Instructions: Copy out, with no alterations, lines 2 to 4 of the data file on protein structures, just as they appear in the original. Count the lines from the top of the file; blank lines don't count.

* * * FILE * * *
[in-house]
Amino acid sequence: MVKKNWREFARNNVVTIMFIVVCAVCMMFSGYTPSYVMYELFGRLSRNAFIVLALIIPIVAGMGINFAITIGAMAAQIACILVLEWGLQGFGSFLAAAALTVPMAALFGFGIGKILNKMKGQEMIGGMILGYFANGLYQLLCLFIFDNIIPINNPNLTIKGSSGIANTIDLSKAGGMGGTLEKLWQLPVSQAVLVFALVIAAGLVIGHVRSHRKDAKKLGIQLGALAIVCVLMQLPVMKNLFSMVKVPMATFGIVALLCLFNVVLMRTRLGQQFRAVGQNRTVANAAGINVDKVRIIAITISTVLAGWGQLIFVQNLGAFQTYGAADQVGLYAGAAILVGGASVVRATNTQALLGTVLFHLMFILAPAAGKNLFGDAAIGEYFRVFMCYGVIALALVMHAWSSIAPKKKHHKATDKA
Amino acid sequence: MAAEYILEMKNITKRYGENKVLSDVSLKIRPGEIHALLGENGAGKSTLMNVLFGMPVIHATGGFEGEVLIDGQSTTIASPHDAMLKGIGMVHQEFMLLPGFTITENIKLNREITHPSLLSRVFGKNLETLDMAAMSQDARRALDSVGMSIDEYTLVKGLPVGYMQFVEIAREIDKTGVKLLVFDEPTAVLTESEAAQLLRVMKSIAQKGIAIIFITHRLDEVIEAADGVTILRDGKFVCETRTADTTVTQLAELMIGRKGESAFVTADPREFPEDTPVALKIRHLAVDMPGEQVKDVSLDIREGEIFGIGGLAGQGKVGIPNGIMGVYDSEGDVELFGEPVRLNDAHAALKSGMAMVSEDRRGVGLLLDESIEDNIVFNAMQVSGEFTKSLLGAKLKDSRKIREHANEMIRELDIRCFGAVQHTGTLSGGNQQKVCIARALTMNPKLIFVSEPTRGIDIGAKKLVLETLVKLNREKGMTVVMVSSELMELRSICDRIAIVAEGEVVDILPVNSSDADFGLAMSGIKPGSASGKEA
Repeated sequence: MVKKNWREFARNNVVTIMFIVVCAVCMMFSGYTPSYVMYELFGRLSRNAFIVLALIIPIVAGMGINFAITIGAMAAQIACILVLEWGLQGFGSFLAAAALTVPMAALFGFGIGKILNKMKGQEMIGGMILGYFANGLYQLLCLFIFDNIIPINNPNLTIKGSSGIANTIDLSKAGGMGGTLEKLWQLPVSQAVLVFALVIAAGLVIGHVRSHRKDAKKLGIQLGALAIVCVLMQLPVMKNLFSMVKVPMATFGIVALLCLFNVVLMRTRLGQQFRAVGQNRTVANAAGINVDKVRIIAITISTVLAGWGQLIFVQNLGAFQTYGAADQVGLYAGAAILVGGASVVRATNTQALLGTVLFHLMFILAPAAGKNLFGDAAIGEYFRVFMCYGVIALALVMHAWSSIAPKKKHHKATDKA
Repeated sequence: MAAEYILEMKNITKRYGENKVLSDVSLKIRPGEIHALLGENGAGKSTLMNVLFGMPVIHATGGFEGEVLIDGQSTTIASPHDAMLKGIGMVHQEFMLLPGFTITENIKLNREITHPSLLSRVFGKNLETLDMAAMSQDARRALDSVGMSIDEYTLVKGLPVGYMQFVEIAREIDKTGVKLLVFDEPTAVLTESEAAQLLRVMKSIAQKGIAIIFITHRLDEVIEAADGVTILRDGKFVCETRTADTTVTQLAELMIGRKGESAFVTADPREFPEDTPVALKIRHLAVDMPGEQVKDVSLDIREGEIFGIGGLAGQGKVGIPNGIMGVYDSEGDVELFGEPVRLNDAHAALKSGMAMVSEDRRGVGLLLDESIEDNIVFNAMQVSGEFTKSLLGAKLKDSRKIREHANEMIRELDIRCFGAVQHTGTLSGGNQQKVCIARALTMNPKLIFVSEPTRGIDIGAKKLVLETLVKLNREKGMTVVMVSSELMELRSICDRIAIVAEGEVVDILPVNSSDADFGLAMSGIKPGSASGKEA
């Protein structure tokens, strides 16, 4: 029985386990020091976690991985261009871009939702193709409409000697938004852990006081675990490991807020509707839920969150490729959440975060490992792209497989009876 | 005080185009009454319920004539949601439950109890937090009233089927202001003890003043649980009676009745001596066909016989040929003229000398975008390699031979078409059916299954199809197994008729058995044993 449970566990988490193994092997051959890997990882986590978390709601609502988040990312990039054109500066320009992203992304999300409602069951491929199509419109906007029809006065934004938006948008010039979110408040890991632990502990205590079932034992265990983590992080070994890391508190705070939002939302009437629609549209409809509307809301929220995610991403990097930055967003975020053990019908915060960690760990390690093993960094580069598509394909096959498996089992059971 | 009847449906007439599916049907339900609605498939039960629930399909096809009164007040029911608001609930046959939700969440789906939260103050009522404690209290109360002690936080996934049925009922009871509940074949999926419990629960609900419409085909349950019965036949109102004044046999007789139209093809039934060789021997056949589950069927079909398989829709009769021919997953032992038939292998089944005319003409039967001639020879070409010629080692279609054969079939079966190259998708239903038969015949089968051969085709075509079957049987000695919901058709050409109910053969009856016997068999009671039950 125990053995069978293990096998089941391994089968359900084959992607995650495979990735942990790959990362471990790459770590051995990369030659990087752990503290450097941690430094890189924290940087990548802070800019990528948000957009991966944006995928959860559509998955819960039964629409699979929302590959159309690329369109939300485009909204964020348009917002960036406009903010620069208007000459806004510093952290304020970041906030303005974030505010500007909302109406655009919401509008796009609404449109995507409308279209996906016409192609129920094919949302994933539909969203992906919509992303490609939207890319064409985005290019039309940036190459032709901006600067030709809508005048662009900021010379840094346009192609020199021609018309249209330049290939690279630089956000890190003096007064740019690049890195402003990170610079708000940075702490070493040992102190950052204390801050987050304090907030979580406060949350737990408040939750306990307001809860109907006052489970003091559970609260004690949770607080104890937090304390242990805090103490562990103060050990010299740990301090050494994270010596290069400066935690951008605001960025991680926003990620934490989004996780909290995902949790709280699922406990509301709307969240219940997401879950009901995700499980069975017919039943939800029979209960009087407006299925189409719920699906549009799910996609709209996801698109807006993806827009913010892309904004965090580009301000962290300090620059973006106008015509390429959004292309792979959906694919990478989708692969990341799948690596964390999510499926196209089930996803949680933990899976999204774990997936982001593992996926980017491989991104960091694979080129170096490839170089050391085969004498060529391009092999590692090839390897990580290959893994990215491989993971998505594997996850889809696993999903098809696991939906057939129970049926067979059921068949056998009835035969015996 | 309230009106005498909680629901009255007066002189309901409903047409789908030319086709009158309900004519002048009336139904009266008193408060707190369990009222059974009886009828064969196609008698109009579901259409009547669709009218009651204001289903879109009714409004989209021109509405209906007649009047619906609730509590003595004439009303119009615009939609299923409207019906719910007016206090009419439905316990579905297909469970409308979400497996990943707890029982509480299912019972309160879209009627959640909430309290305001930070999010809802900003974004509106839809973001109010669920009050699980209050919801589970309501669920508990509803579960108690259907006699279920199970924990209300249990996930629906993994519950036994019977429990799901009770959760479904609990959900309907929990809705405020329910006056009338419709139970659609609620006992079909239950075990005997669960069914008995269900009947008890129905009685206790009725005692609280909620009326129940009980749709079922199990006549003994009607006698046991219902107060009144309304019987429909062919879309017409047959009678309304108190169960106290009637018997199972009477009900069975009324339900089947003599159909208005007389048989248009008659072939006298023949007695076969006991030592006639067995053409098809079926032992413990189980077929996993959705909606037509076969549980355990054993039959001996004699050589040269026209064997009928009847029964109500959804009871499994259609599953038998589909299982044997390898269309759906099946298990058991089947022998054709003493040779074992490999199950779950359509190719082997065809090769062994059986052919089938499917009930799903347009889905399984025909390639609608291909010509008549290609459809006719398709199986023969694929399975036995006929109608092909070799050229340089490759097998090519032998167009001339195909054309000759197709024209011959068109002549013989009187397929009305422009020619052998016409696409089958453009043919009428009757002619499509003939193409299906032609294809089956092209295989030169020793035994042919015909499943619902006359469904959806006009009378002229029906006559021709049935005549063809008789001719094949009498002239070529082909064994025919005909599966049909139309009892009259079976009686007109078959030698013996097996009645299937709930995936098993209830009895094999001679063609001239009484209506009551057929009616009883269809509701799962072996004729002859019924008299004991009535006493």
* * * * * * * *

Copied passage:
Amino acid sequence: MVKKNWREFARNNVVTIMFIVVCAVCMMFSGYTPSYVMYELFGRLSRNAFIVLALIIPIVAGMGINFAITIGAMAAQIACILVLEWGLQGFGSFLAAAALTVPMAALFGFGIGKILNKMKGQEMIGGMILGYFANGLYQLLCLFIFDNIIPINNPNLTIKGSSGIANTIDLSKAGGMGGTLEKLWQLPVSQAVLVFALVIAAGLVIGHVRSHRKDAKKLGIQLGALAIVCVLMQLPVMKNLFSMVKVPMATFGIVALLCLFNVVLMRTRLGQQFRAVGQNRTVANAAGINVDKVRIIAITISTVLAGWGQLIFVQNLGAFQTYGAADQVGLYAGAAILVGGASVVRATNTQALLGTVLFHLMFILAPAAGKNLFGDAAIGEYFRVFMCYGVIALALVMHAWSSIAPKKKHHKATDKA
Amino acid sequence: MAAEYILEMKNITKRYGENKVLSDVSLKIRPGEIHALLGENGAGKSTLMNVLFGMPVIHATGGFEGEVLIDGQSTTIASPHDAMLKGIGMVHQEFMLLPGFTITENIKLNREITHPSLLSRVFGKNLETLDMAAMSQDARRALDSVGMSIDEYTLVKGLPVGYMQFVEIAREIDKTGVKLLVFDEPTAVLTESEAAQLLRVMKSIAQKGIAIIFITHRLDEVIEAADGVTILRDGKFVCETRTADTTVTQLAELMIGRKGESAFVTADPREFPEDTPVALKIRHLAVDMPGEQVKDVSLDIREGEIFGIGGLAGQGKVGIPNGIMGVYDSEGDVELFGEPVRLNDAHAALKSGMAMVSEDRRGVGLLLDESIEDNIVFNAMQVSGEFTKSLLGAKLKDSRKIREHANEMIRELDIRCFGAVQHTGTLSGGNQQKVCIARALTMNPKLIFVSEPTRGIDIGAKKLVLETLVKLNREKGMTVVMVSSELMELRSICDRIAIVAEGEVVDILPVNSSDADFGLAMSGIKPGSASGKEA
Repeated sequence: MVKKNWREFARNNVVTIMFIVVCAVCMMFSGYTPSYVMYELFGRLSRNAFIVLALIIPIVAGMGINFAITIGAMAAQIACILVLEWGLQGFGSFLAAAALTVPMAALFGFGIGKILNKMKGQEMIGGMILGYFANGLYQLLCLFIFDNIIPINNPNLTIKGSSGIANTIDLSKAGGMGGTLEKLWQLPVSQAVLVFALVIAAGLVIGHVRSHRKDAKKLGIQLGALAIVCVLMQLPVMKNLFSMVKVPMATFGIVALLCLFNVVLMRTRLGQQFRAVGQNRTVANAAGINVDKVRIIAITISTVLAGWGQLIFVQNLGAFQTYGAADQVGLYAGAAILVGGASVVRATNTQALLGTVLFHLMFILAPAAGKNLFGDAAIGEYFRVFMCYGVIALALVMHAWSSIAPKKKHHKATDKA